Come see how a select group of men and women keep the traditional art of weaving alive.
The cottage industry of Abel Cloth weaving is highly regarded the world over. There are only a few surviving abel weavers today since the craft was passed on from generation to generation. There was a time when during the Galleon Trade Era that the demand for the hand-woven cloth threatened the production of Spanish weaving industry. But now only a few families are in the business and this has proved to be quite profitable for them also. Since they supply both local and international demand for the study and intricately made pieces. I am from a nearby province and I had no inkling that the bags, blankets, place mats, table runners were all made here. I spoke to the owner of the weaving shop that I went to and he related to me how his family started in the business six generations ago. Up on his display cases he had plaques recognizing his contribution to local culture through the propagation of his family business.
I was expecting an army of old ladies working the hand loom but instead I found an old man who was creating a light colored cloth with a modern look instead of the traditional Ifugao pattern. He told me it was going to be turned into a pillowcase afterward. The intricate process used to involve harvesting cotton and dying them separately and laying them out precisely to come out with the designed patter. Now since the cotton fields of Ilocos have all but vanished the material is sourced from a supplier back in Manila. The foot-treadle loom they used requires both hands and feet to move in sync. Hopefully, this surviving cultural craft can adapt and move with the times just as well
Juxtapose visions of Tokyo at night with the Petzval's bokeh, and you get pure magic. From a traditional Japanese hearth to busy Tokyo streets, Mance Thompson captured it all with the new Petzval lens and a star-shaped aperture plate, weaving magic into otherwise ordinary everyday scenes.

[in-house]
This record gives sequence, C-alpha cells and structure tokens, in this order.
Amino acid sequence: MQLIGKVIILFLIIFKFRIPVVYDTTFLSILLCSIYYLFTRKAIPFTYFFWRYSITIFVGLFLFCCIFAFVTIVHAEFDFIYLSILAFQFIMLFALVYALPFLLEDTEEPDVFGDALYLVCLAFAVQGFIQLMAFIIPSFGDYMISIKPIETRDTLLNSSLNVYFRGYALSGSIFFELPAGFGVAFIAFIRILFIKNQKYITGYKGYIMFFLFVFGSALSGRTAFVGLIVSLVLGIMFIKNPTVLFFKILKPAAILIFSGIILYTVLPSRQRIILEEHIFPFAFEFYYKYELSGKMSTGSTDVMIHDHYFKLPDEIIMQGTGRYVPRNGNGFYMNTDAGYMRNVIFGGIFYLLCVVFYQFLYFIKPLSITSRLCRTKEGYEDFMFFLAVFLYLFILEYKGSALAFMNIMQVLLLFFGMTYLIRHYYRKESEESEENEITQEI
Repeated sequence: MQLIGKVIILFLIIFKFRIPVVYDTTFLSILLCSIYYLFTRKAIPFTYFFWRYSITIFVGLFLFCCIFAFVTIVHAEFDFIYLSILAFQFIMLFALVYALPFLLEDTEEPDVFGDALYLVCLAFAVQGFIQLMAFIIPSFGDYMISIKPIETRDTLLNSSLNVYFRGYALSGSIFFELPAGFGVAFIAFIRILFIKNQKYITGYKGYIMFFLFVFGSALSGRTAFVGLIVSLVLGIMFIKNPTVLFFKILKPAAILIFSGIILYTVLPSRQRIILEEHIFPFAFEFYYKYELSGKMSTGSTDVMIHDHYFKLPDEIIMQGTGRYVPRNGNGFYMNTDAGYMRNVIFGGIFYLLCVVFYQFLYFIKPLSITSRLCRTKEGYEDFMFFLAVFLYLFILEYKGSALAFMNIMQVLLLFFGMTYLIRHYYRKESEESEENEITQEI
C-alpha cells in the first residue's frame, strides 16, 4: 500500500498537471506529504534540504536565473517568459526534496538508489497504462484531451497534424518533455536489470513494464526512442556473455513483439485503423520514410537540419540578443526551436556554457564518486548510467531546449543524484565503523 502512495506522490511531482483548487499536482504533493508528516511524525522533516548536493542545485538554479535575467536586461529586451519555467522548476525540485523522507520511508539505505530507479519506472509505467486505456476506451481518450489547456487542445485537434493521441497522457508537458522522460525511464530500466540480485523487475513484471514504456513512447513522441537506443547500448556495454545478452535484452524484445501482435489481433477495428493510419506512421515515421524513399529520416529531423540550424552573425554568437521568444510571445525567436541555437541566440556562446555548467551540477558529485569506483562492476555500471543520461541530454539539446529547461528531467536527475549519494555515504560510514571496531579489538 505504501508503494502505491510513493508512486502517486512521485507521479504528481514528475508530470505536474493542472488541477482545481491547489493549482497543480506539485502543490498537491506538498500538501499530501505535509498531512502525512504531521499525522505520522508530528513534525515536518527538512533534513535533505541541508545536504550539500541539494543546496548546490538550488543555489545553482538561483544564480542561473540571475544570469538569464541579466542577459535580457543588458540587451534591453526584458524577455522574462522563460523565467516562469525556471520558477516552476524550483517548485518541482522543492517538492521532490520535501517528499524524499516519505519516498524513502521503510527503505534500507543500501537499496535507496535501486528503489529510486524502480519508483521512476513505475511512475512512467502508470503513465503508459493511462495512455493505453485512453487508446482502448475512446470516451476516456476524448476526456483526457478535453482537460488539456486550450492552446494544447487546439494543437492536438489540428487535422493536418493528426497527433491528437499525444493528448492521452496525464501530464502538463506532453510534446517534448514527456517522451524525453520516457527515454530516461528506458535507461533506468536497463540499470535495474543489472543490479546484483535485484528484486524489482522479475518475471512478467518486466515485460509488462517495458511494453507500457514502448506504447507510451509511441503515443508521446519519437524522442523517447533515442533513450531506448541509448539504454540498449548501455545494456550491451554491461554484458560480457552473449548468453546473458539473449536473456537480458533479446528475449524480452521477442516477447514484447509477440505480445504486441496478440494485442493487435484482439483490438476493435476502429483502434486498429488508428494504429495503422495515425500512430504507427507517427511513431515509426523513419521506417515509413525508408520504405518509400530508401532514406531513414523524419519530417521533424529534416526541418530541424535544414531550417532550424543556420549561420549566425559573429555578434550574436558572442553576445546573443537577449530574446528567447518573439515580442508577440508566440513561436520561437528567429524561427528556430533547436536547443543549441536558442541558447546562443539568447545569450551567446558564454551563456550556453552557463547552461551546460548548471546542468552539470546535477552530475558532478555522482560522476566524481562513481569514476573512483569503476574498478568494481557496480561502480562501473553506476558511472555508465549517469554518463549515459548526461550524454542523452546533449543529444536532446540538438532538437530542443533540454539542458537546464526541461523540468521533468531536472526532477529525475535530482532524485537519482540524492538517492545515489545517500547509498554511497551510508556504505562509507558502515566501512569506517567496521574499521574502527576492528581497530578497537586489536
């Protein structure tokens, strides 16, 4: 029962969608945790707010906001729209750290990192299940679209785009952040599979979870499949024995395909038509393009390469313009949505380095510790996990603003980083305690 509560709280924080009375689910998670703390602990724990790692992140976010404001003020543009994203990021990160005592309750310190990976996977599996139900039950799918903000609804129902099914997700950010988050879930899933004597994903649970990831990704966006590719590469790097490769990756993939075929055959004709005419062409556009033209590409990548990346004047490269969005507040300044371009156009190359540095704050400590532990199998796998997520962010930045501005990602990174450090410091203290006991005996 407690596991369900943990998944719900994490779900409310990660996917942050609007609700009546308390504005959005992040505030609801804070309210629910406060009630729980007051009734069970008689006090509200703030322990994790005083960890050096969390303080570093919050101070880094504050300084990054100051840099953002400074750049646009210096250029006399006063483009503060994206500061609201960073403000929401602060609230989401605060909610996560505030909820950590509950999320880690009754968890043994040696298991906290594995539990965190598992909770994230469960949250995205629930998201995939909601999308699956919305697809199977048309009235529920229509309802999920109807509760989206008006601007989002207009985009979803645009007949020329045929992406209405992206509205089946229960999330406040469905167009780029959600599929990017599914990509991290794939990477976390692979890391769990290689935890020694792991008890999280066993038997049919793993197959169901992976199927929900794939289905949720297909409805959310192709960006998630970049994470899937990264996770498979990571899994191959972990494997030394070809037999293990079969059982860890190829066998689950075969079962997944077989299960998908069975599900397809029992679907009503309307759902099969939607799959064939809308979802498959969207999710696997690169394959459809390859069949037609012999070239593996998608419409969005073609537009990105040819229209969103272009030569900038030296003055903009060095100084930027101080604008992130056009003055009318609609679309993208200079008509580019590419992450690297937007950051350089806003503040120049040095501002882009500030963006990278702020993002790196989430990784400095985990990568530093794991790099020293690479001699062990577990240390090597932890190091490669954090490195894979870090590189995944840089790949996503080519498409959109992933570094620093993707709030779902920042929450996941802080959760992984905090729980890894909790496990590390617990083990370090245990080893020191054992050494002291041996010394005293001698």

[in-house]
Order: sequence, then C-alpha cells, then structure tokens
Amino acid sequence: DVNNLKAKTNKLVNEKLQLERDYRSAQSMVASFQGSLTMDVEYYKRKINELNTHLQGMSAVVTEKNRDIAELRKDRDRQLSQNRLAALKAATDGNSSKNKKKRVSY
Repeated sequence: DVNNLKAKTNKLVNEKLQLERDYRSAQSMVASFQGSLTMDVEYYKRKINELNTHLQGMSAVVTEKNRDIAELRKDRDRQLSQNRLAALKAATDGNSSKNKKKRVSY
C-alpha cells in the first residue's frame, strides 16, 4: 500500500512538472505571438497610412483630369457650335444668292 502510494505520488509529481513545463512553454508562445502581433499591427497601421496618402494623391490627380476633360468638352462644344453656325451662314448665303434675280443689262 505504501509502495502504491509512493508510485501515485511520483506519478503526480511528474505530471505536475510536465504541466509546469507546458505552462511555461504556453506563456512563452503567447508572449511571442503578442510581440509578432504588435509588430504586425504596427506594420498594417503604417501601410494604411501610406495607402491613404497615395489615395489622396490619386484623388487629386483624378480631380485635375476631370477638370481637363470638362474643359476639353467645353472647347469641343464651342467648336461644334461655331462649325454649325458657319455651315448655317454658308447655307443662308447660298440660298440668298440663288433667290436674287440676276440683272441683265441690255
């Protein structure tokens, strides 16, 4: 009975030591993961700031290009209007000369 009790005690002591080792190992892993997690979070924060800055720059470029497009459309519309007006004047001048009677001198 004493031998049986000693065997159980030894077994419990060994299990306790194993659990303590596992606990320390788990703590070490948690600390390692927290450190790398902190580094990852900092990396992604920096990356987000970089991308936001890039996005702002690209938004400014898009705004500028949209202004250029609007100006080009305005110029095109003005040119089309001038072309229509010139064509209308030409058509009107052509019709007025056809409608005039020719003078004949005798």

The Nixon Surf Challenge 2015 Photo Exhibition is travelling from New York and arriving in London on October 8th! Come and join us for the opening night and see a selection of images taken by photographers and surfers at the Nixon Surf Challenge in Hainan. There will also be a raffle to win a Nixon Watch and a Lomo'instant Havana.
With the holidays just around the corner, it's a great time to make sure you have loads of wonderful films for all the fun festivities coming up. Today's Advent deal of the day is here to help you do just that! Head on over to the Online Shop and save 10% on our wide selection of films. Do the right thing and keep your camera happy this year!
As the weather warms up and the sun begins to shine, it's time to take your cameras off the shelf and into action. April is a special month because of Film Photography Day, marking a special date for us film photographers. We need you to help celebrate the wonders of film photography and keep the magic alive. #filmphotographyday2015
Join us at the Lomography Gallery Store on Thursday, August 27, for the exhibition opening of Five Minute Density. Meet the five artists who use Instax as a medium, see a live performance by James Tillman, and more.
Marcus Selmer was the first daguerreotype photographer of Bergen, Norway. He was up-to-date with new technologies and even shifted to wet plate collodion process, a more practical alternative to daguerreotypes. In the 1850s, he also made a series of portraits highlighting folk costumes, from floor-grazing bunad dresses to men’s mink coats. The prints were sold to tourists as a remembrance of traditional Norwegian culture.
Some lomographers prefer to hoard as many analog cameras their shelves and budgets can support. Some would rather keep a manageable number that they can regularly shoot with. Community member Joshua Kennedy belongs to the latter group. From 40 cameras, he downsized his collection to 13, as he puts it, "really good ones" that suit his shooting habits and style. In this interview, he breaks down his small yet dependable arsenal of vintage and handmade cameras and how an organized schedule allows him to shoot with each one on a regular basis.
As a core member of Yamanaka Yuko, a local hiking group based in Hong Kong, AM Renault is deeply in love with nature. He is also part of the creative photography group Six Dimen Boy and is good at intertwining photography with art and design elements -- making photos not only useful for documenting what we see, but also as a means to tickle the imagination. The young and talented AM tried out the New Russar+ lens while traveling in Japan with his father. He talks about his experience and shares the sights from his journey in this Lomography Magazine exclusive.